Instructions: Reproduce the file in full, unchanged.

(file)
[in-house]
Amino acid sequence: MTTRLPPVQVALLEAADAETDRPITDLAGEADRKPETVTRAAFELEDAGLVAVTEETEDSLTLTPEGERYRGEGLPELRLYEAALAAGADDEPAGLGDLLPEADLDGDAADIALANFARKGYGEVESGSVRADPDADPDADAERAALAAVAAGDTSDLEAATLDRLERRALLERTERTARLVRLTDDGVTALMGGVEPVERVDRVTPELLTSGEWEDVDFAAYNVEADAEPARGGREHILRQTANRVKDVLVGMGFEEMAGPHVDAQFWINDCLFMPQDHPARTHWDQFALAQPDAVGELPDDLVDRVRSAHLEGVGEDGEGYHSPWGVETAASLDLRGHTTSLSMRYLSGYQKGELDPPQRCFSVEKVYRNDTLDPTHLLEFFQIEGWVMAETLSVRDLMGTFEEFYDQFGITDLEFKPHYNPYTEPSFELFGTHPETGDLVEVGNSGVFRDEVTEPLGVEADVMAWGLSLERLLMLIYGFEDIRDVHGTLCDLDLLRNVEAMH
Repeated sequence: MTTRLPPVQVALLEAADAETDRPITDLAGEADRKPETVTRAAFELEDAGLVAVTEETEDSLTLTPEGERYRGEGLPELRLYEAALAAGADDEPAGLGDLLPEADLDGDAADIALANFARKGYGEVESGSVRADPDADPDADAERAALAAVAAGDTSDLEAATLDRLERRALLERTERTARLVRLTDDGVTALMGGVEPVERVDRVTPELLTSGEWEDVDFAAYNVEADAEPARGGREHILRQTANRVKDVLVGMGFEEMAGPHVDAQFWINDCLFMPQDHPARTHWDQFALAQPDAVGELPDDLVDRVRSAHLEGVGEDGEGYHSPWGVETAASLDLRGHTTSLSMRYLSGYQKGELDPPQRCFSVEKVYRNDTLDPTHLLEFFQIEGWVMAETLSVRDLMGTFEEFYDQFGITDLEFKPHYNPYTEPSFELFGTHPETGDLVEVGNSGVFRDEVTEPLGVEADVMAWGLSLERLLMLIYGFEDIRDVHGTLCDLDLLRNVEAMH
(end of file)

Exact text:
[in-house]
Amino acid sequence: MTTRLPPVQVALLEAADAETDRPITDLAGEADRKPETVTRAAFELEDAGLVAVTEETEDSLTLTPEGERYRGEGLPELRLYEAALAAGADDEPAGLGDLLPEADLDGDAADIALANFARKGYGEVESGSVRADPDADPDADAERAALAAVAAGDTSDLEAATLDRLERRALLERTERTARLVRLTDDGVTALMGGVEPVERVDRVTPELLTSGEWEDVDFAAYNVEADAEPARGGREHILRQTANRVKDVLVGMGFEEMAGPHVDAQFWINDCLFMPQDHPARTHWDQFALAQPDAVGELPDDLVDRVRSAHLEGVGEDGEGYHSPWGVETAASLDLRGHTTSLSMRYLSGYQKGELDPPQRCFSVEKVYRNDTLDPTHLLEFFQIEGWVMAETLSVRDLMGTFEEFYDQFGITDLEFKPHYNPYTEPSFELFGTHPETGDLVEVGNSGVFRDEVTEPLGVEADVMAWGLSLERLLMLIYGFEDIRDVHGTLCDLDLLRNVEAMH
Repeated sequence: MTTRLPPVQVALLEAADAETDRPITDLAGEADRKPETVTRAAFELEDAGLVAVTEETEDSLTLTPEGERYRGEGLPELRLYEAALAAGADDEPAGLGDLLPEADLDGDAADIALANFARKGYGEVESGSVRADPDADPDADAERAALAAVAAGDTSDLEAATLDRLERRALLERTERTARLVRLTDDGVTALMGGVEPVERVDRVTPELLTSGEWEDVDFAAYNVEADAEPARGGREHILRQTANRVKDVLVGMGFEEMAGPHVDAQFWINDCLFMPQDHPARTHWDQFALAQPDAVGELPDDLVDRVRSAHLEGVGEDGEGYHSPWGVETAASLDLRGHTTSLSMRYLSGYQKGELDPPQRCFSVEKVYRNDTLDPTHLLEFFQIEGWVMAETLSVRDLMGTFEEFYDQFGITDLEFKPHYNPYTEPSFELFGTHPETGDLVEVGNSGVFRDEVTEPLGVEADVMAWGLSLERLLMLIYGFEDIRDVHGTLCDLDLLRNVEAMH